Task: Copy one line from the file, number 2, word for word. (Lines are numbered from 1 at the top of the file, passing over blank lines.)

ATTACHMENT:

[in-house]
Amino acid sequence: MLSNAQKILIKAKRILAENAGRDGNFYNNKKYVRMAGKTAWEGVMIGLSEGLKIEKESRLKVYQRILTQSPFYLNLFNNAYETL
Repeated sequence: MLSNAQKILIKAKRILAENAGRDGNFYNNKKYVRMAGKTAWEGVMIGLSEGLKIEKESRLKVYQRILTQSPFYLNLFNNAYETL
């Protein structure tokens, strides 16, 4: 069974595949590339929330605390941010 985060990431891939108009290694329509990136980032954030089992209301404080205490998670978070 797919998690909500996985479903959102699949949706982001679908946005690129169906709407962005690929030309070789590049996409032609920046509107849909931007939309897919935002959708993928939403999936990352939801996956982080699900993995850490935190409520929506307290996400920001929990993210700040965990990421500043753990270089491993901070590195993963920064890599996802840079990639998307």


Amino acid sequence: MLSNAQKILIKAKRILAENAGRDGNFYNNKKYVRMAGKTAWEGVMIGLSEGLKIEKESRLKVYQRILTQSPFYLNLFNNAYETL